Dec 21st 2010 11:53AM I'm intensely disappointed by the lack of Dexter love here.
Dec 13th 2010 7:08PM When? I'd say in the various situations where women serve as guards, particularly in the Horde, or... Anywhere. The entire 'world' is dangerous. Look at the kind of threats that surround Goldshire (which has tragically not succumb but I digress) and tell me martial skills aren't needed everywhere you go. It's not so much a problem of 'how would they be exposed?' as it is 'why do they look the way they do, given that they are?'
... Because archery isn't a workout? In any case, they were archers but melee combat was employed, too. Wardens, for example- and as you can see with any Night Elf guard in-game, glaives and spears are pretty popular. The Sentinels were portrayed as being much stronger in the WarCraft III art and were dumbed down for obvious marketing reasons. I'd recommend the Reign of Chaos art book, personally- and if you compare it to the stuff in WarCraft III itself, it holds up.
Dec 13th 2010 6:49PM I don't take issue with the height differences so much as I do with the muscular ones. In a world where aggressive, killer boars, hell hounds, raiders or werewolves could be in your backyard- it seems silly that most of the females are drastically under-muscled. I'm not saying female Humans and Gnomes need to be comparing triceps with their male counterparts, but give the ladies a chance against the unfriendly neighborhood rare; you going to tell me that the ditzy fourteen-year-old gymnast with purple skin jumping around every few minutes defended Ashenvale for ten thousand years? Really?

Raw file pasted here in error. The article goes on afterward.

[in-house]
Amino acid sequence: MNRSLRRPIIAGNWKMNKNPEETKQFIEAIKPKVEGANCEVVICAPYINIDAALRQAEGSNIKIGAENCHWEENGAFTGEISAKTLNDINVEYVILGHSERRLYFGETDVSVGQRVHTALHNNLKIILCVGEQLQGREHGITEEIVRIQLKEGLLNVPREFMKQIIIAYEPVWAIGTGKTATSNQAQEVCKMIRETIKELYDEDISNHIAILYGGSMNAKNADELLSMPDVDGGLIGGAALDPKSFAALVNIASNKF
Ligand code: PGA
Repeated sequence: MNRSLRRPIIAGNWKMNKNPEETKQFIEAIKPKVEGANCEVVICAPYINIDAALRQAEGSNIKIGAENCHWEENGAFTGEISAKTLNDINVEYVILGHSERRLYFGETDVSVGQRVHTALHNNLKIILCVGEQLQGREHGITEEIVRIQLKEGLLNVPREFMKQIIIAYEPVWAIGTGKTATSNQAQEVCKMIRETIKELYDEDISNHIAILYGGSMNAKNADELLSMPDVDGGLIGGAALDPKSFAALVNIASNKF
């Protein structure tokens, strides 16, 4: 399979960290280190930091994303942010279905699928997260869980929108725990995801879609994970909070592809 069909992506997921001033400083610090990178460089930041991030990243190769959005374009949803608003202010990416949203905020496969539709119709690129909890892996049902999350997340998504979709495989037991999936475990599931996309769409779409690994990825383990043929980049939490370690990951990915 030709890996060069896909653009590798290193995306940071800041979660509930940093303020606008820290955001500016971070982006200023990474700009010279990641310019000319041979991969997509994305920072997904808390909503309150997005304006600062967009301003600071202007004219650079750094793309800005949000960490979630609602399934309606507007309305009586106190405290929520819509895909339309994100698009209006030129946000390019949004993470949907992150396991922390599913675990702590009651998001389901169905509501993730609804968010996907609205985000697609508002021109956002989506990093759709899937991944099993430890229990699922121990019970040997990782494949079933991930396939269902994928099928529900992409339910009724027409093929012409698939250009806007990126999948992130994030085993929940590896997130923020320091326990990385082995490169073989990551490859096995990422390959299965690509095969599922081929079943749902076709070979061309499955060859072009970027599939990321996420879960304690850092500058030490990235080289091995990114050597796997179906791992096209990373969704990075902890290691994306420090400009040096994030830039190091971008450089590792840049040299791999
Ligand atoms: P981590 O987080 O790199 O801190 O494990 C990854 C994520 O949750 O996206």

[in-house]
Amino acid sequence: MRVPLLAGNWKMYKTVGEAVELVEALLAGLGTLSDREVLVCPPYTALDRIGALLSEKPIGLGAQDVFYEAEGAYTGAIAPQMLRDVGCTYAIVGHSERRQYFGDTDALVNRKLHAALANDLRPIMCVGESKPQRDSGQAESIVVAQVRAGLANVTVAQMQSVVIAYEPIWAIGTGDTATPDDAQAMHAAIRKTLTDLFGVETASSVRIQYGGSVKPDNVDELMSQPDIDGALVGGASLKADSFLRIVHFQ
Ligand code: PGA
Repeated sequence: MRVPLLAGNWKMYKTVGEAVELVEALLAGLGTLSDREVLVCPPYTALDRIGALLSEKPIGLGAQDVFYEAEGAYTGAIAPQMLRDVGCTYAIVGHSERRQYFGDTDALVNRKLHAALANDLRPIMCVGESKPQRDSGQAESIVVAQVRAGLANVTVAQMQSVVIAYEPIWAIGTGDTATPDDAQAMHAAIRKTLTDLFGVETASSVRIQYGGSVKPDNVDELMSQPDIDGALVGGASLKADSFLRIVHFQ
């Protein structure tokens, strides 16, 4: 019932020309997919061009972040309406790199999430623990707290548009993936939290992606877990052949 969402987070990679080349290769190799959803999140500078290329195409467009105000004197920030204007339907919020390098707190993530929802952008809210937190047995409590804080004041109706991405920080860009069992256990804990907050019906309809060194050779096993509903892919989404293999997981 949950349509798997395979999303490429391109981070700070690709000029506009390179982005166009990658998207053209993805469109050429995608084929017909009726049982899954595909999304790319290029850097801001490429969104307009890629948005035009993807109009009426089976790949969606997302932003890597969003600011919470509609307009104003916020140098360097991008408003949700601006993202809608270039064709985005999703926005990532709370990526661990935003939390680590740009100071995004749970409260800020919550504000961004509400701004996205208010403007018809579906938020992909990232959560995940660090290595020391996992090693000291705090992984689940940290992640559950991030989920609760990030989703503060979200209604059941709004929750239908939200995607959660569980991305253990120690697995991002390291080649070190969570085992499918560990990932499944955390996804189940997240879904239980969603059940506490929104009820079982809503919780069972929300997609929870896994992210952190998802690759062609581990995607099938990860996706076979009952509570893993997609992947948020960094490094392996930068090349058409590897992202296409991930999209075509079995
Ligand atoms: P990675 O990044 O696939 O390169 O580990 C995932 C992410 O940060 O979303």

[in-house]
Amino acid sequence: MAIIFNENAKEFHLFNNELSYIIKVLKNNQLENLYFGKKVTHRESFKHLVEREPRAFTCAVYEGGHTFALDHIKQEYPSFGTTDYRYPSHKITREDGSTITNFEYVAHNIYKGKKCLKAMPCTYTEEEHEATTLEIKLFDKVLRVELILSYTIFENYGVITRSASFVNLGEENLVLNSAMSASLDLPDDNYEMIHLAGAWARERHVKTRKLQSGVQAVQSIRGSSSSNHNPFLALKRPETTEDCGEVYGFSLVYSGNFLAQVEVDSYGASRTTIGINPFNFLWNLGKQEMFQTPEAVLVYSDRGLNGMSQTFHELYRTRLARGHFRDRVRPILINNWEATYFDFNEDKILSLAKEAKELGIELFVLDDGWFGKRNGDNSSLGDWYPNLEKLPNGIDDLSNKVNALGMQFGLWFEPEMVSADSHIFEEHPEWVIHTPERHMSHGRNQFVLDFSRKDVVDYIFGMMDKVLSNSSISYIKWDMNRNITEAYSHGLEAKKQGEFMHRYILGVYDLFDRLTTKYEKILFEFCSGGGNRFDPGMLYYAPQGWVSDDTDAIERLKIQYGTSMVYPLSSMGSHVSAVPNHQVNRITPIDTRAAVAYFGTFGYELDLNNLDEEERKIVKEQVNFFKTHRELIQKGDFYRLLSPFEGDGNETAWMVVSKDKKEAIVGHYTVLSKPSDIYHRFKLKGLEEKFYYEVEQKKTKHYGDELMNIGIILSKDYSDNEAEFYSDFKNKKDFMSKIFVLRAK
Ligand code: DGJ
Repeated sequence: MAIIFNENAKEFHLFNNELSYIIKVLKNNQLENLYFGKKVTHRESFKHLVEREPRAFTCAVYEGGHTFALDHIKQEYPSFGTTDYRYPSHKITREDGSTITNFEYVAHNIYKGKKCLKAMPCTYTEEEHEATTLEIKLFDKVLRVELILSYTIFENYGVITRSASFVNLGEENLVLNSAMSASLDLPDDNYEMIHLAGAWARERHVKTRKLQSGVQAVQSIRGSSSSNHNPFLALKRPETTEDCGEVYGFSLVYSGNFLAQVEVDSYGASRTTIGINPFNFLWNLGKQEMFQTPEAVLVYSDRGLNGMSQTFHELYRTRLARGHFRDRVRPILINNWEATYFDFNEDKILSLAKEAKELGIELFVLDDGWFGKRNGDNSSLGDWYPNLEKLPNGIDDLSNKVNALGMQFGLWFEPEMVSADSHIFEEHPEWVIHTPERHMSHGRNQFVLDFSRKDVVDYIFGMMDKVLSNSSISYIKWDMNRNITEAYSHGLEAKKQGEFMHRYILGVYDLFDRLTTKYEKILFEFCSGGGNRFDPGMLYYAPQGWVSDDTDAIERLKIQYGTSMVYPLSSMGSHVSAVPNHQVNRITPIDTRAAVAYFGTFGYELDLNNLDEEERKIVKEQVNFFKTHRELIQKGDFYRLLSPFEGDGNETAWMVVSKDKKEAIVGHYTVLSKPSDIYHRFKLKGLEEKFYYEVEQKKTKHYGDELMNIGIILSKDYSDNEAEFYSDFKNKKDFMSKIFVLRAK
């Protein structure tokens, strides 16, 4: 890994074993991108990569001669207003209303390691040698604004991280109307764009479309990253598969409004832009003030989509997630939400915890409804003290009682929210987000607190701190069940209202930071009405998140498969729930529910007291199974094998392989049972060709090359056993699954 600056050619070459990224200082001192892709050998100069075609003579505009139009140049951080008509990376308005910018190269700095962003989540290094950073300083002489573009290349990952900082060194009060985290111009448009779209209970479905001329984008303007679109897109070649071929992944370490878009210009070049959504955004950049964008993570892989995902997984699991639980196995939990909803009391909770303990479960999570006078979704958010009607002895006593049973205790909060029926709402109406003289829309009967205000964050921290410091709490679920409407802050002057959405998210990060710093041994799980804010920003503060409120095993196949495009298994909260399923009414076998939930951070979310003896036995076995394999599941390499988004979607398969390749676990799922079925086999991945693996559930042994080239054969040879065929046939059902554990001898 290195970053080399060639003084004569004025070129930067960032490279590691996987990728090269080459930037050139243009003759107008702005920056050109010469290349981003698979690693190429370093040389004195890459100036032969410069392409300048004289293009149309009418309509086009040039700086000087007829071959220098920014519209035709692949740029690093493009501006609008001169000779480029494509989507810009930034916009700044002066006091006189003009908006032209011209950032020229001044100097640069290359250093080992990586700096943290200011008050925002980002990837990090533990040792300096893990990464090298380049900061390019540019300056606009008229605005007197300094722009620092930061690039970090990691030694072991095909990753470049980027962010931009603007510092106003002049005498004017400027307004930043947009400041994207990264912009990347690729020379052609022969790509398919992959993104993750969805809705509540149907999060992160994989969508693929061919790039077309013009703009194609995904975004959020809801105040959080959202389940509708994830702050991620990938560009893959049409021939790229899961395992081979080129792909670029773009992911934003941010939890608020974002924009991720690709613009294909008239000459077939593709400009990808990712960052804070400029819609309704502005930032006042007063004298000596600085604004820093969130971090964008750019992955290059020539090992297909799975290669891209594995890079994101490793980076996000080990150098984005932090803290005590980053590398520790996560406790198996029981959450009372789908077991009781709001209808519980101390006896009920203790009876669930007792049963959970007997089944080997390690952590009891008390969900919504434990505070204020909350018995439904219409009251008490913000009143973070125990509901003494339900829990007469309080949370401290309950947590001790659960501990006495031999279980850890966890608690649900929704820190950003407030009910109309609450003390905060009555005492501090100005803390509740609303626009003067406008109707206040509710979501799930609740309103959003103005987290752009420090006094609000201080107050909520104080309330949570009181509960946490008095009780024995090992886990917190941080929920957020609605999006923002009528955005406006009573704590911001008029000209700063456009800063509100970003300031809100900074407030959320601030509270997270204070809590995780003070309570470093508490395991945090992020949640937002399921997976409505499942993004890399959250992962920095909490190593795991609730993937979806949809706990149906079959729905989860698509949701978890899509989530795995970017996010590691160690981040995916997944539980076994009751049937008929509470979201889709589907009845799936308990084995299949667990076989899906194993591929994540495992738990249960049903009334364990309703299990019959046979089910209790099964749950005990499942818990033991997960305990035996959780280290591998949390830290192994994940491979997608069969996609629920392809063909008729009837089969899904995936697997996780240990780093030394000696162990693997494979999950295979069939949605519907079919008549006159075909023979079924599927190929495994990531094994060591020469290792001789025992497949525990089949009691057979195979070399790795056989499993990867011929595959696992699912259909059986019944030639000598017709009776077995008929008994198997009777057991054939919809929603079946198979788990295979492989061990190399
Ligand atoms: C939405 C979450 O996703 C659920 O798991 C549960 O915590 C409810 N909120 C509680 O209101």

Just make them look like they could survive in WarCraft's environment of skull-crushing, bloodletting awesomeness.
Oct 23rd 2010 8:40PM "The moment that it had even appeared that the human had been about to find fault with the grand design, Stareye had politely suggested that the council would manage its own efforts and that the wizard had other duties to which he should be attending."
-Taken from the War of the Ancients Trilogy, book three, The Sundering
In the context of writing, Knaak's name is ironic. He is simply a hack. His work often neglects basic grammar, his characters are cardboard cutouts, and his sentences.... Oh, his sentences. Knaak's prententious, Tolkien-wannabe disposition produces the most convluted, unreadable sentences in fiction. I think the above quote showcases nearly all of these things beautifully.
I doubt many will come to his defense; so, to make my argument as succint as possible...